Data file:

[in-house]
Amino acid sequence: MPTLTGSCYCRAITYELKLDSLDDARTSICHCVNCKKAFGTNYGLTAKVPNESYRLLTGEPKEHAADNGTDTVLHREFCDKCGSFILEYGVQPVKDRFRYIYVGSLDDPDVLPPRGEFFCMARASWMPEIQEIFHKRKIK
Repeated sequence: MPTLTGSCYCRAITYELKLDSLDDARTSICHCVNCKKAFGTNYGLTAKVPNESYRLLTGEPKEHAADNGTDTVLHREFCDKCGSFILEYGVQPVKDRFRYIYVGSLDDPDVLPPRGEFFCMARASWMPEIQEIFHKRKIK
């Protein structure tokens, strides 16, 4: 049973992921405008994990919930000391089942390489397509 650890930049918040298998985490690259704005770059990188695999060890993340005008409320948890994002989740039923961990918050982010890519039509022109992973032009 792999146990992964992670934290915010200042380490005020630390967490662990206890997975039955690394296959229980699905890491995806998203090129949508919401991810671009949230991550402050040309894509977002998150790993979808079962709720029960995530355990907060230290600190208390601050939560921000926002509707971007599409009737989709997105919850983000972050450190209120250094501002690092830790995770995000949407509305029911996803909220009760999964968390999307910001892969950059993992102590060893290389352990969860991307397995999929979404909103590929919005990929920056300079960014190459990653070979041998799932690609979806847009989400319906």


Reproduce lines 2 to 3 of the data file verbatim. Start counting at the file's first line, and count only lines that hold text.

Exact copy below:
Amino acid sequence: MPTLTGSCYCRAITYELKLDSLDDARTSICHCVNCKKAFGTNYGLTAKVPNESYRLLTGEPKEHAADNGTDTVLHREFCDKCGSFILEYGVQPVKDRFRYIYVGSLDDPDVLPPRGEFFCMARASWMPEIQEIFHKRKIK
Repeated sequence: MPTLTGSCYCRAITYELKLDSLDDARTSICHCVNCKKAFGTNYGLTAKVPNESYRLLTGEPKEHAADNGTDTVLHREFCDKCGSFILEYGVQPVKDRFRYIYVGSLDDPDVLPPRGEFFCMARASWMPEIQEIFHKRKIK